On Christian Wiman’s “My Bright Abyss”

by Matthew Sitman

By now, Dish readers probably know something about Christian Wiman – we’ve featured his work, especially incisive passages from his sterling essays, many times over the last few months. This week his new book, My Bright Abyss: Meditation of a Modern Believer, was released, a book many of us anxiously have awaited for some time. The basics of his story are, by now, well-known: a brilliant young poet who, since 2003, has edited Poetry magazine, he was diagnosed with an extraordinarily rare, incurable form of cancer, and My Bright Abyss reflects on his Christian faith in the face of extreme suffering and death.

My copy arrived Tuesday afternoon and I finished reading it late Thursday night around 3am, carried through its final pages on the basis of pure exhilaration. It is no exaggeration to say that I’ve waited my entire adult life to read a book like this. It is impossible to summarize or even categorize. Though personal, it is not really a memoir – there only is the barest narrative arc to it. (In this sense, the term “meditation” truly was apt.) The book is written aphoristically, filled with short, dense examinations of God, love, Christ, suffering, poetry, and more. In terms of organization and structure, it most reminds me of Simone Weil’s Gravity and Grace, a book Wiman frequently references. It also is astonishingly learned – the range of Wiman’s reading, the abundance of literary and theological references, is remarkable. I will have to read it many more times to fully absorb its import.

As such, reviewers likely are to be baffled by it. Dwight Garner’s NYT piece particularly seems to miss the mark. My jaw dropped when I read this line from his review: “…there are many moments in ‘My Bright Abyss’ where he preaches as broadly — and, to my ears, as gratingly — as Joel Osteen.” I can say, without hesitation, that there is not a figure more different from Osteen in the firmament of American Christianity than Wiman. Again and again in the book, you can feel Wiman pushing up against the limits of language when trying to grapple with God; indeed, this constitutes one of his great themes. A paradoxical statement from Wiman, or an aphoristic declaration, surely has no real connection to one of Osteen’s gauzy, sentimental one-liners. It makes me think Garner just did not read the book carefully, or felt some strange need to concoct objections to Wiman’s efforts. Garner simply has no feel for what Wiman is trying to do.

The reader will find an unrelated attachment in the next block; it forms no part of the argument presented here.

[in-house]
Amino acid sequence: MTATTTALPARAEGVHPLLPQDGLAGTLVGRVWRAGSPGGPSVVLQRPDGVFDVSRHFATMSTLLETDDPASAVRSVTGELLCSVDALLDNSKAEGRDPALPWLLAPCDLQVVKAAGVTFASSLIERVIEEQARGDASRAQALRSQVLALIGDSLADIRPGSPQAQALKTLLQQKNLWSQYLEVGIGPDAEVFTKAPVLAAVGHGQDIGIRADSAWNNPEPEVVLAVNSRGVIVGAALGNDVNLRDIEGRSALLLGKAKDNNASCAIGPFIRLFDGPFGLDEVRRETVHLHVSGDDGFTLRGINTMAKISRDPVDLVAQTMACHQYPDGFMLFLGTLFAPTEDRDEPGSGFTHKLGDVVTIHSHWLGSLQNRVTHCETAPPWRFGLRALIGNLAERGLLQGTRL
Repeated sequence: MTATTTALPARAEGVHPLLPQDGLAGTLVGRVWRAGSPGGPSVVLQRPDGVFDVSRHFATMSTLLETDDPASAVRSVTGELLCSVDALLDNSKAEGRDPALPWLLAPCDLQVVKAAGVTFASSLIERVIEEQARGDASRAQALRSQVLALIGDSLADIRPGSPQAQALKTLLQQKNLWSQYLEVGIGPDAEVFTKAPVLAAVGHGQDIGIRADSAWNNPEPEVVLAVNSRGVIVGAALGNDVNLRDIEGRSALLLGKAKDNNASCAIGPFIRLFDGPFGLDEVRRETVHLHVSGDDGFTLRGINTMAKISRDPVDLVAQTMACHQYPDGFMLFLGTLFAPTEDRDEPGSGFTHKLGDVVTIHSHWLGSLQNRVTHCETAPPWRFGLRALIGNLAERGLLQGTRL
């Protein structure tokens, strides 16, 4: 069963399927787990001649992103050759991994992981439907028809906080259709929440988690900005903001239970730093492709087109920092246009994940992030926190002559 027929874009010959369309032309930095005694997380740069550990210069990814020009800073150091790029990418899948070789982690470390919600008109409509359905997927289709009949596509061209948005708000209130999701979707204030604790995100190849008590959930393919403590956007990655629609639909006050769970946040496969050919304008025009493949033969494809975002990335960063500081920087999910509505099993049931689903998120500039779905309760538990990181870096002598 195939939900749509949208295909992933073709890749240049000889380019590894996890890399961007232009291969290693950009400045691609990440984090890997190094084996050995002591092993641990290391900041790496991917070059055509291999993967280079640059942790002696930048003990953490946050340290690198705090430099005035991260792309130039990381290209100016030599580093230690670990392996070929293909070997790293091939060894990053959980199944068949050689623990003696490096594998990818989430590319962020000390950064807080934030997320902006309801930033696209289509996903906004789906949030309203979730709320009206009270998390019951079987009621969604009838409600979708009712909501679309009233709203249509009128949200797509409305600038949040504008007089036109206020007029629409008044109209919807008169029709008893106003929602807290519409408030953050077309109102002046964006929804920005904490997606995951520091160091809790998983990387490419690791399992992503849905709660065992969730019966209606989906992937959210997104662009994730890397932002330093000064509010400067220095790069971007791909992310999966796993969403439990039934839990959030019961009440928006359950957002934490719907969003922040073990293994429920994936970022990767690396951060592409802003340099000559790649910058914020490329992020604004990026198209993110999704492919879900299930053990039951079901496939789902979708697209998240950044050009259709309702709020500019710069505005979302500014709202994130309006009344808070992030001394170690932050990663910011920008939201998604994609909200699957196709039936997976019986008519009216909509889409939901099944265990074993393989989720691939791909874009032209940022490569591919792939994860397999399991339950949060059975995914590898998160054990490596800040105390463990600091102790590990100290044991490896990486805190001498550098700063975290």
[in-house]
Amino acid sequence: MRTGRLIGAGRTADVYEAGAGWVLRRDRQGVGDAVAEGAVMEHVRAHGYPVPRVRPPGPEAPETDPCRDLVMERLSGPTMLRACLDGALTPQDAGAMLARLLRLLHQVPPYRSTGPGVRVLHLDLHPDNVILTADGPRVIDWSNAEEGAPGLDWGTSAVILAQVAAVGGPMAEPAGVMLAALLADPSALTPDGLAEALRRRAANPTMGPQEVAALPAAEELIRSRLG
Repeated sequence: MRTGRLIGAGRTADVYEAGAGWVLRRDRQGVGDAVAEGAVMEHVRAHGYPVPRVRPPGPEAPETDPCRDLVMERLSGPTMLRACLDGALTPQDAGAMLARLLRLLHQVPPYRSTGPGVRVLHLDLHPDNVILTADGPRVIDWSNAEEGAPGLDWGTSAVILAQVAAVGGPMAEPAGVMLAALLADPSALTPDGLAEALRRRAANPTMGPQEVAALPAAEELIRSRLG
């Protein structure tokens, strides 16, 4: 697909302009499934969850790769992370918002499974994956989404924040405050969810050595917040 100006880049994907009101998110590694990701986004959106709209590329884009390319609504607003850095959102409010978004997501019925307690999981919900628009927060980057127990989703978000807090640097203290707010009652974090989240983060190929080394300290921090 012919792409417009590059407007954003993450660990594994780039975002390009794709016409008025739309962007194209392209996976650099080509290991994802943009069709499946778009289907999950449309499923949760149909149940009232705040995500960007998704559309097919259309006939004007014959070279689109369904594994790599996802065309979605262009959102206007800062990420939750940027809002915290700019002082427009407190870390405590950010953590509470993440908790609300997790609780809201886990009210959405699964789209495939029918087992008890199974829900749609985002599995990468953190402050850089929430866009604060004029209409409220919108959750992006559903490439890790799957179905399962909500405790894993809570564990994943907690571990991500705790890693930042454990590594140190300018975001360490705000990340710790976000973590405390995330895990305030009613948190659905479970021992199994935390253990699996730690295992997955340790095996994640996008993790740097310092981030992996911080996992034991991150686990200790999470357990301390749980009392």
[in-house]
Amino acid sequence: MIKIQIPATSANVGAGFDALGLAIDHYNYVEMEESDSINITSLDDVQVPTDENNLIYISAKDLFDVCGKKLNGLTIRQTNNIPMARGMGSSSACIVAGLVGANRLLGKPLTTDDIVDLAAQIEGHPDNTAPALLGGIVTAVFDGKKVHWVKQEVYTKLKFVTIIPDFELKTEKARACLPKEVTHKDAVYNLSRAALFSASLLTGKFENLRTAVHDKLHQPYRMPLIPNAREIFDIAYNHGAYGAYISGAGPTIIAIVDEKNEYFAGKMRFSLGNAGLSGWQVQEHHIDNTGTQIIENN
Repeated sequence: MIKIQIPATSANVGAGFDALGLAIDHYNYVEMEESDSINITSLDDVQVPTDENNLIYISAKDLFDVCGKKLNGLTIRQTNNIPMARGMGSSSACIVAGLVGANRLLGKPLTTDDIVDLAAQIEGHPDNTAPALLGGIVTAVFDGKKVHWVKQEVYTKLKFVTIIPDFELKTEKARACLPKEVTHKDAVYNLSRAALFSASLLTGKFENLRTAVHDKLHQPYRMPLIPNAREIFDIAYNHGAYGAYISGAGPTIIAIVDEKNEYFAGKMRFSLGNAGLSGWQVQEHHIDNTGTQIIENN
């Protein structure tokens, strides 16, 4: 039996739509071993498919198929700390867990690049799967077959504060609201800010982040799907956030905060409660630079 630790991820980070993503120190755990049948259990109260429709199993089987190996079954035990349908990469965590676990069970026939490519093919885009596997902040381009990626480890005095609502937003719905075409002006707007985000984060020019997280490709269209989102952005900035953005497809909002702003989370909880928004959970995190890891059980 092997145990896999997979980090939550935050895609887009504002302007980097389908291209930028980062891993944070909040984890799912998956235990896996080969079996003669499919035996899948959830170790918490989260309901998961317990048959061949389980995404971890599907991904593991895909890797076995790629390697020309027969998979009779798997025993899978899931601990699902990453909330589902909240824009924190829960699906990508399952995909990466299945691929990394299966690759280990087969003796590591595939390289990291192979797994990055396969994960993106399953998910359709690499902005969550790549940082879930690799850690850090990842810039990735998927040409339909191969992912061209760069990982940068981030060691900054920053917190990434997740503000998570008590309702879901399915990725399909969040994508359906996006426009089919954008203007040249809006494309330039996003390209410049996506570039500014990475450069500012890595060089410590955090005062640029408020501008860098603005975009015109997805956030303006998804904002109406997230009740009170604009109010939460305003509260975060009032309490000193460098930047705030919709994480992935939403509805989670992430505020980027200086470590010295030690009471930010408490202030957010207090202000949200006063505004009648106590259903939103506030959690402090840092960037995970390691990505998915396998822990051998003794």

Such a suspicion is borne out when Garner asserts the following:

[Wiman] writes things like the following, about himself and his wife: “Last night we wondered whether people who do not have the love of God in them — or who have it but do not acknowledge it, or reject it — whether such people could fully feel human love.”

This strikes me as smug and aggressive nonsense, of the sort that made Richard Dawkins declare, “I am against religion because it teaches us to be satisfied with not understanding the world.”

Of course, Wiman is not “smug and aggressive” in the least, and it is impossible to read Wiman’s book and believe he is not, desperately, trying to understand the world. Wiman is ruminating on a passage from Hans Urs von Balthasar, the great 20th century theologian, not making a bald assertion. And he immediately says, right after the lines Garner quotes, that “I have a complicated reaction to this.” Meaning, a complicated reaction to the very sentiment Garner reads so simplistically. Indeed, the entire section that Garner lifts this one sentence from is a puzzled, complex meditation on how human love relates to divine love. Wiman writes this about himself and the woman who would become his wife:

I don’t think the human love preceded the divine love, exactly; as I have already said, I never experienced a conversion so much as a faith that had long been latent within me. But it was human love that reawakened divine love.

This seems to me a significant addendum to what so bothers Garner, a hesitation about cause and effect, and – as the rest of the section makes clear – an acknowledgment he and his wife’s shared religious search added intensity and force to the love that exists between them.

If I were to suggest why, whether believer or not, you should read My Bright Abyss, it would be because Wiman asks the most difficult questions I can imagine about life and death with unflinching honesty. As he admits above, it is not a simplistic “conversion” account. You do not finish the book with a sense of closure, that you can put your anxieties and uncertainties aside for pat answers. Wiman makes the skeptic confront uncomfortable possibilities – he asks the doubter to doubt even his doubt. And he makes the believer realize how much of what passes for faith is idolatrous nonsense, evasions and wishful unthinking.

In short, Wiman’s book is the beginning of a conversation we very much need to have, and he clears away so much of the accumulated ridiculousness that has grown-up around discussions of religion in this country. He clarifies the questions we should be asking more than he offers “solutions.” Please read this book – for now, I only can urge that you approach this elegant, difficult testimony to what faith – always mingled with doubt, and always seeking to connect with lived experience – can mean in the modern world with honesty and an open heart. It truly is an essential book for our times.

For more, see Casey Cep’s very smart review in TNR here, and check out some brilliant selections from the book here.